Alabama, like most states, provides a very specific method for determining the amount of child support to be paid by a noncustodial parent. While there are situations where the standard formula may not apply, most cases will be controlled by Rule 32 of the Alabama Rules of Judicial Procedure. Commonly known as “Rule 32 Guidelines,” the Rules of Judicial Procedure provide forms and numbers to use for figuring out how much a person should pay in child support.
(Note that Rule 32 of the Alabama Rules of Judicial Procedure should not be confused with Rule 32 of the Alabama Rules of Criminal Procedure, which will be discussed in other blog posts on this site).
Most people paying child support in Alabama had their child support amount established under the old Rule 32 Guidelines. However, in 2008 new child support guidelines were enacted, which are to be applied to any petitions filed after January 1, 2009. If your child support was determined under the old guidelines, it may be worth your time to review the numbers and see how much your child support would change under the new system. The new child support guidelines can be downloaded at this link: 2009 new child support guidelines.
To calculate child support, the courts start with CS-42 2008 Rev 7-1-09. CS-42 is a worksheet for calculating child support in a divorce, custody, or child support case. Anyone trying to calculate child support in Alabama should download this form and follow it step by step.
After completing preliminary information, Form CS-42 requests the monthly gross income of the plaintiff and of the defendant in Line 1. It is not based on net income or take-home pay, nor is it based on the income of any new spouses, but solely on the gross income (before taxes and deductions) of the parents. Although some people receive the same fixed income every month, many people on a weekly pay cycle have monthly fluctuations in income. In that situation, the courts take the weekly income and multiply i by 52 (the number of weeks in a year), and then divide it by 12 (the number of months in a year) to determine an average monthly income.
While taxes, retirement, and other payroll deductions are not deductible in determining income for child support purposes, Line 1a of Form CS-42 allows a deduction for preexisting child support obligations. Line 1b allows a deduction for preexisting alimony payments.
After determining the gross income of each party, those sums are added in Line 2 to produce the combined adjusted gross income of the parents. Line 3 then requires a calculation of the percentage share of income of each party, which is determined by taking the combined adjusted gross income and dividing it by that party’s adjusted gross income.
Line 4 is where a determination is made of the basic child support obligation of BOTH parents, which will later be divided by their percentage of responsibility. The combined adjusted gross income from Line 2 is applied to the Appendix to Rule 32 of the Alabama Rules of Judicial Procedure, which contains a schedule of the basic child support obligations. The layout of the schedule is similar in form to the federal tax tables. The row with the income range that matches the combined adjusted gross income of the parties is matched to the column with the number of children of children involved. This gives the basic support obligation. To see this chart, download the 2009 new child support guidelines.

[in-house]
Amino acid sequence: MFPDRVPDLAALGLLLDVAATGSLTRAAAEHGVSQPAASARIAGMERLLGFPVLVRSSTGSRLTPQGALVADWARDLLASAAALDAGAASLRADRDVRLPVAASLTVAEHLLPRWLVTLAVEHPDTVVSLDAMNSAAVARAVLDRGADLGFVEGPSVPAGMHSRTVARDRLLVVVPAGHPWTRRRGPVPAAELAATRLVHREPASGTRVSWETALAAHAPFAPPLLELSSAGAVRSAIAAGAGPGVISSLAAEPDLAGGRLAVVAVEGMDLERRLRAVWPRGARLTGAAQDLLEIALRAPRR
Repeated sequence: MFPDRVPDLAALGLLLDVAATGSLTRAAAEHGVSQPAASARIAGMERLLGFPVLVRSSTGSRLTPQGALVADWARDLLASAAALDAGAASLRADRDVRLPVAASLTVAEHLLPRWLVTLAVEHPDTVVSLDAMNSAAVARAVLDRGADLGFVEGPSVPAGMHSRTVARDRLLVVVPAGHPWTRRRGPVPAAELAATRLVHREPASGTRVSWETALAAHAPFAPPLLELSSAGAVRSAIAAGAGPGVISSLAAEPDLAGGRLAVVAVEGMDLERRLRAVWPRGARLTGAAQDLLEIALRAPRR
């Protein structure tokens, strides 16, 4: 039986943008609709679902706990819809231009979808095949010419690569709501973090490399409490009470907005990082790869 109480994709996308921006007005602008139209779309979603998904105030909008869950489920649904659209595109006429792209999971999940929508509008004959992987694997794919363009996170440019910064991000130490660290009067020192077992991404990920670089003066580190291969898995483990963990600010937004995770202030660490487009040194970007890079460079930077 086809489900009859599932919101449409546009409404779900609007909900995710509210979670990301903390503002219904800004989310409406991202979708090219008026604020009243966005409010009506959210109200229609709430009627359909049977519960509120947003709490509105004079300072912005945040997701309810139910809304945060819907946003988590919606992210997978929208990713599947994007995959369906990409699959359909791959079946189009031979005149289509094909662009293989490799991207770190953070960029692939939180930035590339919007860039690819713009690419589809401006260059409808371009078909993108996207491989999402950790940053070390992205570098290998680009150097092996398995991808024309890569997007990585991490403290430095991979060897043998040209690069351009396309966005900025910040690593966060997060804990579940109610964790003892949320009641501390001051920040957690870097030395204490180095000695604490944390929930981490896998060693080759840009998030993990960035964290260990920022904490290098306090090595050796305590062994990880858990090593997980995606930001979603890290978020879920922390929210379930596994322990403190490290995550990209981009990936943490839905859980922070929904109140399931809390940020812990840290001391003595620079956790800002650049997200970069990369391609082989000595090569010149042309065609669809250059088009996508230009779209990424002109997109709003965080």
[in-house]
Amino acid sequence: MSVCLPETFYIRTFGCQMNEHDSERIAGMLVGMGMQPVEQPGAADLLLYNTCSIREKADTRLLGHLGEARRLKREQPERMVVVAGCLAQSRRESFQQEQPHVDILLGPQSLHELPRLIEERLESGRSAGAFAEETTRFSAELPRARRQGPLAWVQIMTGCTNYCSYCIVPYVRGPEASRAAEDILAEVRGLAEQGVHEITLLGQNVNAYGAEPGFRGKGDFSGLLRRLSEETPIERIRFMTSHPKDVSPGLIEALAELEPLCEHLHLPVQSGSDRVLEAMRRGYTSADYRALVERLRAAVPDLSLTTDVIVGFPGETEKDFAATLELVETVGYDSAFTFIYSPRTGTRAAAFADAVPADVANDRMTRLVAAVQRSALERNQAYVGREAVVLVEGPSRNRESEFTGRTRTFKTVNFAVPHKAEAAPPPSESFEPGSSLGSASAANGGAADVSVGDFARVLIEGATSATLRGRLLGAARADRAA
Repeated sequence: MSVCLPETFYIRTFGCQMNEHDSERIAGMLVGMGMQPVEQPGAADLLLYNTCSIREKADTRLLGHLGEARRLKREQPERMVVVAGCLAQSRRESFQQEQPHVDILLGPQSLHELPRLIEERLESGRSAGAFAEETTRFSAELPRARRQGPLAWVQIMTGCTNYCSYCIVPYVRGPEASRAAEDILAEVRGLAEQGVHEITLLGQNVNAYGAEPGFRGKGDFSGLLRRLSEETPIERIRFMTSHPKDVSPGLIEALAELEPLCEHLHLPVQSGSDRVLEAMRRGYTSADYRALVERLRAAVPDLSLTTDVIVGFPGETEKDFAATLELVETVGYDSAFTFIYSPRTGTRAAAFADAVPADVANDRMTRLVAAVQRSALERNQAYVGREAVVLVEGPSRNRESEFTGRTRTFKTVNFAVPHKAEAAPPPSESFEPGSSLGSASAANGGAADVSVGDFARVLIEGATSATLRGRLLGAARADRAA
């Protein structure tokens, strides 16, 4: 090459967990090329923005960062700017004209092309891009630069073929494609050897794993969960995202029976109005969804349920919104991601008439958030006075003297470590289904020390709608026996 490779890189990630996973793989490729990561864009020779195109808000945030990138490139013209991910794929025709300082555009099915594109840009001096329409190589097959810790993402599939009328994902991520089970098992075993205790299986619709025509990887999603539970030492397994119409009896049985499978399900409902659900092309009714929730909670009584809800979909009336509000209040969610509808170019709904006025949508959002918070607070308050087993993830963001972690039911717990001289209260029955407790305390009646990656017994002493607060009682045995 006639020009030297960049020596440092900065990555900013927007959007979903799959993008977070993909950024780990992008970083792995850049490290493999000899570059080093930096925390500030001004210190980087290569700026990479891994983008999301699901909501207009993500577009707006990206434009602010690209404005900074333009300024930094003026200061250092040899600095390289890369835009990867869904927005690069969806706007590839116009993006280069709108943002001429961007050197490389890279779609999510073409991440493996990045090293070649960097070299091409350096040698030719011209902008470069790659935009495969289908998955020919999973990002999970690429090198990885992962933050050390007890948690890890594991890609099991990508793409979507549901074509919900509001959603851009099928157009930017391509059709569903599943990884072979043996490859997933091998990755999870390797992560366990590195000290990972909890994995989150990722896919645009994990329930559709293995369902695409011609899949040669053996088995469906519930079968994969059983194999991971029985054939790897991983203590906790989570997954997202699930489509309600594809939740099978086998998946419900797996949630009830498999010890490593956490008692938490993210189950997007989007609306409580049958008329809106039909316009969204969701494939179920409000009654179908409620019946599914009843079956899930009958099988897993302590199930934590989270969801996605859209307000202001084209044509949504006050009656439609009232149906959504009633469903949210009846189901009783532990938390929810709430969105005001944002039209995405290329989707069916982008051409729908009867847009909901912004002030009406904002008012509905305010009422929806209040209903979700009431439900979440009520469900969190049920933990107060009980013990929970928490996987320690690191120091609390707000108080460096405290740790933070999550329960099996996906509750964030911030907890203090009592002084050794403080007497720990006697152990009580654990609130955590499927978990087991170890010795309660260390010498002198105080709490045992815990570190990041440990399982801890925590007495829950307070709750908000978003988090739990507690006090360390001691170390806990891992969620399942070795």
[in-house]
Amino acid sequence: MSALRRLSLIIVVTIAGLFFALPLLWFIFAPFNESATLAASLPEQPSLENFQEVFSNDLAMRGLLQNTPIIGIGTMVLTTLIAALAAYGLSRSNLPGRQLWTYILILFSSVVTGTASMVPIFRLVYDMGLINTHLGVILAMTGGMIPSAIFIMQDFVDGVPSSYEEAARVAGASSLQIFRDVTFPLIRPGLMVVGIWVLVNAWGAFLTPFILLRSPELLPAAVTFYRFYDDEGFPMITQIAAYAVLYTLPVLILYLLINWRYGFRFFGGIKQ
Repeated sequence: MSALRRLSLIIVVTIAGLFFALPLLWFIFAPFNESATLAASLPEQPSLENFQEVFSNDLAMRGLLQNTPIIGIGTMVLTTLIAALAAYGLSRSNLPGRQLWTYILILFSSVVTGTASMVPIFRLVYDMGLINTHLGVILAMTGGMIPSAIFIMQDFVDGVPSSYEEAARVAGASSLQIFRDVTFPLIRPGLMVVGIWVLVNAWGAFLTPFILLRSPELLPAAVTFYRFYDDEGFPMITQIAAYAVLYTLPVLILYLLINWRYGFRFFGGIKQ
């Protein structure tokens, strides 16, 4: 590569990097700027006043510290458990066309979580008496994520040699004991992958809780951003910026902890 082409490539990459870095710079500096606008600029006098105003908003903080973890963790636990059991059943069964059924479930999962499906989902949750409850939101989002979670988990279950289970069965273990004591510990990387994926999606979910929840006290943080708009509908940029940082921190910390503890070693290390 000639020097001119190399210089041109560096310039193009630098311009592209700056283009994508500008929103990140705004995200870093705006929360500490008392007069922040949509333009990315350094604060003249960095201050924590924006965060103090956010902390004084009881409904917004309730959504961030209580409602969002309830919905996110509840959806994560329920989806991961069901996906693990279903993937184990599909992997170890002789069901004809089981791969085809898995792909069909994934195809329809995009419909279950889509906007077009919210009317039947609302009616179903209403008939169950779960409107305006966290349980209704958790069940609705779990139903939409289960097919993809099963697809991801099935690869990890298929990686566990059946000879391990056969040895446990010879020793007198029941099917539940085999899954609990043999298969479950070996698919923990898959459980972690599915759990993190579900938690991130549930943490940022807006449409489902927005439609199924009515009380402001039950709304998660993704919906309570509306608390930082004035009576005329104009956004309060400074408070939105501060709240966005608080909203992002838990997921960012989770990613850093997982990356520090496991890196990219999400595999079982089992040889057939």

Line 5 asks for the amount being spent in work-related child care costs. This means child care costs that are incurred to enable the custodial parent to work, not babysitting fees incurred for partying or recreation. Line 6 asks for the amount being paid for health insurance. These two sums are added together with the basic child support obligation from Line 4, and on Line 7 the number produced is teh total child support obligation owed by both parties to their child.
To determine the noncustodial parent’s child support obligation to be paid to the custodial parent, the total from Line 7 is multiplied by each parent’s percentage of the combined gross income and that number is entered on Line 8. After determining this amount, an adjustment is made on Line 9 for whichever parent is providing health insurance for the child. If the noncustodial parent is paying for the child’s health insurance, then the cost of insurance is subtracted from the monthly support obligation. If the custodial parent is paying for the health insurance, the cost of insurance is added to the monthly support obligation. This yields the total monthly child support obligation to be paid by the noncustodial parent on Line 10.
There is a legal presumption that whatever number is calculated in Line 10 for the noncustodial parent is the amount to be set as the child support obligation. There are some exceptions, but they are rare and usually involve cases with complex finances and high incomes. In most cases, the the number in Line 10 will be the noncustodial parent’s payment obligation to the custodial parent.
Note: This blog post is a revised version of an article I originally published on Suite101.com before enactment of the new child support guidelines.
William L. Pfeifer, Jr.
Alabama State Bar Rules require the following in every attorney advertisement: “No representation is made that the quality of legal services to be performed is greater than the quality of services performed by other attorneys.”